I’m sure I have been away from writing in this space for many reasons. I’ve been consumed by a general need not to communicate what seems an inner process of becoming. It was clear to me that I was focusing so much on all of the personal growth that was fit to print that I started ignoring all of the oh-so-important darker places that don’t need the spotlight of a public forum. Also, I have been experiencing a sense of freedom, several new verandas opening in my mind, when I do not have need to wonder whether anyone read me today, understood me today, was shocked by me today.
At the same time, I have missed the near daily practice of sharing all of my epiphanies because the need to write fed my spiritual reading and meditation. Without the need to churn out a few hundred words each night I have not necessarily been seeking ways to meet and describe the divine. Instead, I have allowed a handful of “real world” concerns to draw my attention. It is only becoming clear to me now that some of my struggles could be filled with a lot less, well, struggle if I could remember my ideals of surrender and belief.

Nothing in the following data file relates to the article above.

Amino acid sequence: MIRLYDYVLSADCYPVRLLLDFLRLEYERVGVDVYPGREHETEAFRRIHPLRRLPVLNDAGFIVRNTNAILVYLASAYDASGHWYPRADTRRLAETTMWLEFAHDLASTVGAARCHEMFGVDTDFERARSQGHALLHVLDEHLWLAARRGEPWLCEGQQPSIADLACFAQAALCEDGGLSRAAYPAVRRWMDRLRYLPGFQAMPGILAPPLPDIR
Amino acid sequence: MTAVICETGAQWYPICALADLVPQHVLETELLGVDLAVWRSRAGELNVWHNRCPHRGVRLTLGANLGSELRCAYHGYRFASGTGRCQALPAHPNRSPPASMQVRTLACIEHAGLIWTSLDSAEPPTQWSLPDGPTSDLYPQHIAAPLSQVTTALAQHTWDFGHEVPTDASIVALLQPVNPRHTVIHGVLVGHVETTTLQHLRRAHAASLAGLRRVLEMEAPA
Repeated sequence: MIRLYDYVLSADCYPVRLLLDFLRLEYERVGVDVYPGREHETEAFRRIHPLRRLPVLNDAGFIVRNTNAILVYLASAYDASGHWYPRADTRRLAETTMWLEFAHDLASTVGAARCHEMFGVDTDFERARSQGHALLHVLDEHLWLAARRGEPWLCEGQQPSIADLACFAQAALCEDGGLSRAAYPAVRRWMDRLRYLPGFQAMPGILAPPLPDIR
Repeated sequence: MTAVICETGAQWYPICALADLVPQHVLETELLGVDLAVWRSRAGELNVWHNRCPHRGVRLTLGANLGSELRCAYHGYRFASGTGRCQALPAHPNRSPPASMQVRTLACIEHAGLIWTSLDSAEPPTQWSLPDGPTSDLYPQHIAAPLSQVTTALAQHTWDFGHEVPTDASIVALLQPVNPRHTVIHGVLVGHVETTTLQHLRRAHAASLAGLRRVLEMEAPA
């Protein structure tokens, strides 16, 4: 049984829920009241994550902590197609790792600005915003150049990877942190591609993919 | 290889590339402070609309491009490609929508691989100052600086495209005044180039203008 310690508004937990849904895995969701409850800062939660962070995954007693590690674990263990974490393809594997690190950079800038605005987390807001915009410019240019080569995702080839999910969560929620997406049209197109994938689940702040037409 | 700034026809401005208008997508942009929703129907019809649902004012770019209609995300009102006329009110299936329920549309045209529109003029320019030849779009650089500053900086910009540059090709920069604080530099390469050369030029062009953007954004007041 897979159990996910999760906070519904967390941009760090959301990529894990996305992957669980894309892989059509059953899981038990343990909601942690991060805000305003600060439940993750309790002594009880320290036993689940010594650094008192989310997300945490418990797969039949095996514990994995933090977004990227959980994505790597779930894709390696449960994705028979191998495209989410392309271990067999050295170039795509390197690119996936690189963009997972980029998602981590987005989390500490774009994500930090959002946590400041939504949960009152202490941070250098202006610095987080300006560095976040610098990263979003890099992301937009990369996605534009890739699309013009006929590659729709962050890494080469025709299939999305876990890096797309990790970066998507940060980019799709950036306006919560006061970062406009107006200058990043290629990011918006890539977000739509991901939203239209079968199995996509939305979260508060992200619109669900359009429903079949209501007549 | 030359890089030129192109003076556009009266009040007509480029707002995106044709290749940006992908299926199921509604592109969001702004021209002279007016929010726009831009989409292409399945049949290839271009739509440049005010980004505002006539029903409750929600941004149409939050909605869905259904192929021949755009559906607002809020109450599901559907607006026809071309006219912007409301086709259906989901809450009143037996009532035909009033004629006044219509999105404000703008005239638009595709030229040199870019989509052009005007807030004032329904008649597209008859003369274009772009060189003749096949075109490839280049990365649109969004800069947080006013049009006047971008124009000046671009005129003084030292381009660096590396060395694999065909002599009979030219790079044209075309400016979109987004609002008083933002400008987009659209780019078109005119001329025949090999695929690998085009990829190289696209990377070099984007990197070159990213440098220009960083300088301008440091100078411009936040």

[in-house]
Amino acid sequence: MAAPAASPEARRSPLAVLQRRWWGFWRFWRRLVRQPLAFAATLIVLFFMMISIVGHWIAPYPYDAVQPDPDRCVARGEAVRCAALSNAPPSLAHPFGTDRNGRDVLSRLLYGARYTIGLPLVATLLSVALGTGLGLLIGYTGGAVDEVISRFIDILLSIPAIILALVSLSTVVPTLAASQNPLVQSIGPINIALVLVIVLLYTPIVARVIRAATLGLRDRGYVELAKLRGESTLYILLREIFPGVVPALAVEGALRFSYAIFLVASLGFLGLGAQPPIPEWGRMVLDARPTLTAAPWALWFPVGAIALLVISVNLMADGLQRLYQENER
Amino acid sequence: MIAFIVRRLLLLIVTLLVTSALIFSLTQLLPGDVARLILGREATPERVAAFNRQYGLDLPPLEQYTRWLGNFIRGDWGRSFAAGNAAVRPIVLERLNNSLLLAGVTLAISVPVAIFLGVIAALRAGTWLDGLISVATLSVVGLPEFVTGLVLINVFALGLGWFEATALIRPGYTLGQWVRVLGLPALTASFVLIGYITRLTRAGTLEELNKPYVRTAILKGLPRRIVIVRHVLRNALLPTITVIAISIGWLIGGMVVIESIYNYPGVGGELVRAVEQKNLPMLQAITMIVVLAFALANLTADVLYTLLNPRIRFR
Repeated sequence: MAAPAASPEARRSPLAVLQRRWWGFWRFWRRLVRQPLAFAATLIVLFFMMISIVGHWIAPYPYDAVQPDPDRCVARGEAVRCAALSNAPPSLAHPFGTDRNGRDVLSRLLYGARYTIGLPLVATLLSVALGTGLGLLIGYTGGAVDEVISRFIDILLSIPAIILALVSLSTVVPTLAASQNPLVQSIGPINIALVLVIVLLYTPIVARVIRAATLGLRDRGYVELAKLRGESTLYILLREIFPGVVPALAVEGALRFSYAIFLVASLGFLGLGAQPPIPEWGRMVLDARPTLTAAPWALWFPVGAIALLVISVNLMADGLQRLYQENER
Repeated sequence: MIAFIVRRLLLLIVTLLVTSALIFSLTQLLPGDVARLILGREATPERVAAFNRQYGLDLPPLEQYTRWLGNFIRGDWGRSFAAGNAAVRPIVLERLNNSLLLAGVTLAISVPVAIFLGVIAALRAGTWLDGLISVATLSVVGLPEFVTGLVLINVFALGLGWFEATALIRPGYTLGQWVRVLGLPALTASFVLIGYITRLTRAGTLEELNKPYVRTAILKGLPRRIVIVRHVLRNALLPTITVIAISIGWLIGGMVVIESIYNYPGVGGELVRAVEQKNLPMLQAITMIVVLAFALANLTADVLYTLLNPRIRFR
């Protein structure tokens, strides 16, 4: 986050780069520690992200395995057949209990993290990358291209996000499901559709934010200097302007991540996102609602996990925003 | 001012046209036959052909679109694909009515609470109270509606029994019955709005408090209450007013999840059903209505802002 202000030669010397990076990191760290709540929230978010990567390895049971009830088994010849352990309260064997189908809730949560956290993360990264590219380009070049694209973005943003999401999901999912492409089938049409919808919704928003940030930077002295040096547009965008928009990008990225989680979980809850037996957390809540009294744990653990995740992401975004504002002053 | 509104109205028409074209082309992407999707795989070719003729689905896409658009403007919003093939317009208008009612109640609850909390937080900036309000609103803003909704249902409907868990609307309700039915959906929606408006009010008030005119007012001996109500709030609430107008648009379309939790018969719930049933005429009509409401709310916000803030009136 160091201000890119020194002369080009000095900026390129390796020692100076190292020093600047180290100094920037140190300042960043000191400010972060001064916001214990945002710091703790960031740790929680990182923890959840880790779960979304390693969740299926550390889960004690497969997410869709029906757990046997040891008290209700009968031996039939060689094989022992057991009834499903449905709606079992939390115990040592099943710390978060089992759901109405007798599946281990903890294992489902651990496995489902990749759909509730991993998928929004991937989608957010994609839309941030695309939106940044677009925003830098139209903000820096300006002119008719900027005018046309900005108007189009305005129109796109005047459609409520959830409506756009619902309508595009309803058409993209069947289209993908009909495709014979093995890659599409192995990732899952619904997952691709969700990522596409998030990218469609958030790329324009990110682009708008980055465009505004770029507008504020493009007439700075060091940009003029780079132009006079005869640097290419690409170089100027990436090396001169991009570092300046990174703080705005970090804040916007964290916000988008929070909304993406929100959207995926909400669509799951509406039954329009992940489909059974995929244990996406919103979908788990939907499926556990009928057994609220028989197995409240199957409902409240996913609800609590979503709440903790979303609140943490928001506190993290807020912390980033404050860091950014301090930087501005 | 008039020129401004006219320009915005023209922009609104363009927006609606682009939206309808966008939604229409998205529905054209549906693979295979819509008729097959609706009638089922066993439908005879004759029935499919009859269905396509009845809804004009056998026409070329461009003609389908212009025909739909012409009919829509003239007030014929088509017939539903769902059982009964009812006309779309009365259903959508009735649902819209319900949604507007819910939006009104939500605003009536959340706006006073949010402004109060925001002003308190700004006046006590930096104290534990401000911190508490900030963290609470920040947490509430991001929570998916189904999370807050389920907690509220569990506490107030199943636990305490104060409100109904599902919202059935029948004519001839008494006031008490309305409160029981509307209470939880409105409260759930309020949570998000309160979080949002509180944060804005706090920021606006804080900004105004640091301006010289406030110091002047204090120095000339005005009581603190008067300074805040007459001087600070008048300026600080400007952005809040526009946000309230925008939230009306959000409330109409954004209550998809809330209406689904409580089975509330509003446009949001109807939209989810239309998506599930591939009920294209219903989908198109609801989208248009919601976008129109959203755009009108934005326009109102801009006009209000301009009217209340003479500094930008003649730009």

Also a renewed interest in fiction has drawn me away from all of this navel gazing – I mean soul searching. I have been invited to join a wonderful writing group and am in the process of dusting off some old stories I had left to languish just about a year ago when I found myself drawn to the quest for mysticism and mantra. At this point, I can hope that I can unify these two loves – to find a way that spirit can enliven story, and vice versa. Driving to the Cape last weekend I listened to this amazing lecture by Sue Monk Kidd. It’s clear how her own spiritual quest for the divine feminine after year in traditional Christianity inform her novels.
Two other recommendations: The Maytrees by Annie Dillard (such brilliantly poetic writing to describe mid-twentieth century bohemian Provincetown) and The Spiral Staircase by Karen Armstrong (such a compelling glimpse into the now-theologian’s journey from the convent through late 1960s Oxford).